You’re wrong if you think there isn’t anything to do on the North Shore during the late fall/early winter season. As the season changes and the temperature drops, Lake Superior becomes alive with the Gales of November!
Gales are winds that exceed 39MPH, an occurrence that happens usually once a week during the month of November. They are created by air pressure differences between low-pressure systems and high-pressure systems. The greater the difference, the higher the wind speeds are. These winds create enormous white caps just like you’d see in the ocean. You haven’t seen Lake Superior until you’ve seen what the gales do to the lake. During the Gales of November, waves can get to, or exceed, 30 feet!
The Gales of November have produced some of the lake’s most violent storms. The Mataafa Storm of 1905 struck Lake Superior on November 27th and 28th causing mass destruction. 29 vessels were either destroyed or seriously damaged, and 36 seamen lost their lives. That storm led to the construction of the Split Rock Lighthouse near Two Harbors. The Gales were also responsible for the storm on November 10, 1975, that sank the SS Edmund Fitzgerald, the last sinking of a large freighter on Lake Superior. In 2010, the Extratropical Cyclone hit Northeastern Minnesota with winds up to 65 miles per hour.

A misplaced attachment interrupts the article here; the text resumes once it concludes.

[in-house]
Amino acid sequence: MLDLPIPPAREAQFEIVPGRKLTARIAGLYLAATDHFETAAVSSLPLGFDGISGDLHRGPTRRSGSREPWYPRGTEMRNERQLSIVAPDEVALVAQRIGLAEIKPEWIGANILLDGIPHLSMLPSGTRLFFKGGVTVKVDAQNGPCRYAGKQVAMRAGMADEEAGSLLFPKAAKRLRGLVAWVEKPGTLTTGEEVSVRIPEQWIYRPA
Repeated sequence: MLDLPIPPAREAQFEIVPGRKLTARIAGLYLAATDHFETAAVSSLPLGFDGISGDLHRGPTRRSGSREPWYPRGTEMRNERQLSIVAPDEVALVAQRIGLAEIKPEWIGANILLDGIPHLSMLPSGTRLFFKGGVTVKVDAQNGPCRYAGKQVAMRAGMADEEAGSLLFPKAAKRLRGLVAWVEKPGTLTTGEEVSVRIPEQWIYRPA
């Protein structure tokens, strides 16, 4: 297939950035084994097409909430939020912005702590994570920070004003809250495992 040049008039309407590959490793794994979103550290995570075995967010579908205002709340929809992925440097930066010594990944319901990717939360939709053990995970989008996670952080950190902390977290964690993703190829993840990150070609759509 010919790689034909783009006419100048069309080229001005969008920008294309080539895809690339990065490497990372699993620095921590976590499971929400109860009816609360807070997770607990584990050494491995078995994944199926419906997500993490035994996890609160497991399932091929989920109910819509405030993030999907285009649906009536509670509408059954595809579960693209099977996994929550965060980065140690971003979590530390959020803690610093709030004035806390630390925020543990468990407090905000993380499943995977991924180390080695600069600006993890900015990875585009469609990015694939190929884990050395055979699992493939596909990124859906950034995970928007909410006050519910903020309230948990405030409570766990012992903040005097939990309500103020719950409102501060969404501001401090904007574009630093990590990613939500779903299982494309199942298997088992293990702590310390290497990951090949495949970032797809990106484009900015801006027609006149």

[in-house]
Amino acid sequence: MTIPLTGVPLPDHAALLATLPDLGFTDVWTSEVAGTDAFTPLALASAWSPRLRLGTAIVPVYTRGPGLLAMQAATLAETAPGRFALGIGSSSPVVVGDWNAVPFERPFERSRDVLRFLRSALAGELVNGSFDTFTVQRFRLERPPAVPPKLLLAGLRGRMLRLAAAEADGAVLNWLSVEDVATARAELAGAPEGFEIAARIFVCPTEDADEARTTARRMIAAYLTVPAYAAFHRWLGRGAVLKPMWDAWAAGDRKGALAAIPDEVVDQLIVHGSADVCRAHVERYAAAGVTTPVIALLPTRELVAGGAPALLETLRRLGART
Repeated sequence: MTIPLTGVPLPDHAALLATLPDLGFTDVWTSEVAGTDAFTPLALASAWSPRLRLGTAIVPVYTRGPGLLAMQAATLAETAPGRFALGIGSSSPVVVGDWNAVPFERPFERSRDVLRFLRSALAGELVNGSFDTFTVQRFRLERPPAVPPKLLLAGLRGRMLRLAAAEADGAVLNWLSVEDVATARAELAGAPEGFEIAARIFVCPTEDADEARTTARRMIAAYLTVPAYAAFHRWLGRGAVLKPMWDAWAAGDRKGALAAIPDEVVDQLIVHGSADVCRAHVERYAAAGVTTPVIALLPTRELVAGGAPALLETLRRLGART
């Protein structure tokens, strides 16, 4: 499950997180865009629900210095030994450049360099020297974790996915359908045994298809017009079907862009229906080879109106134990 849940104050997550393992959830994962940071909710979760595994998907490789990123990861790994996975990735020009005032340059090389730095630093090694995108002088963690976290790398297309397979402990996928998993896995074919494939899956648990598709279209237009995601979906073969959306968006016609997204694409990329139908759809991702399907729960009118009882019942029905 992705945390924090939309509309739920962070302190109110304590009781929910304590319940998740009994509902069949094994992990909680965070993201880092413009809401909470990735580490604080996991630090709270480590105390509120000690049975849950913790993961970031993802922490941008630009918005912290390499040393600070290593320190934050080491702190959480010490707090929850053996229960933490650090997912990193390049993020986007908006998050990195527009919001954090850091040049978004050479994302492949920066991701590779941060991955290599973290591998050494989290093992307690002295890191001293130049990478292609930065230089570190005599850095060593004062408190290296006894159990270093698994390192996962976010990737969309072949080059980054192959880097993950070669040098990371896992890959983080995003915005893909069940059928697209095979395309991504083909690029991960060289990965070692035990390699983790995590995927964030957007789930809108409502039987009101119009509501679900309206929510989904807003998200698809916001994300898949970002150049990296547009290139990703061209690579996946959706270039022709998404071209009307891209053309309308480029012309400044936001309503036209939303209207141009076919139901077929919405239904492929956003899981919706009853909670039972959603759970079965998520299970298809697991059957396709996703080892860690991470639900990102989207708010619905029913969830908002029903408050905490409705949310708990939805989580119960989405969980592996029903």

Although no one wants to find themselves in the middle of the Lake during one of these storms, even seasoned sailors know to respect the fury of Lake Superior in November, many people head to the North Shore in hopes to view or surf (yes, surf!) the spectacular waves that these gales create. Ships also stay closer to shore during the early winter months where the waters are safer, so it’s the best time to spot ships along the North Shore.
While the Gales of November are known to put on a spectacular show, it’s wise to keep a safe distance. Enjoying from afar means you can enjoy the waves and remain dry and on solid land. Some of the best viewing for the Gales of November are Brighton Beach in Duluth, where you will usually find a dozen or so surfers, Split Rock Overlook on Highway 61 where you can enjoy seeing the waves crash against Split Rock cliffs, Black Beach in Silver Bay, and Grand Marais’ East Bay (from the Coast Guard Station parking lot). Of course, pretty much anywhere you go, the waves will be during the gales. So come on up anytime in November and experience the Gales of November for yourself.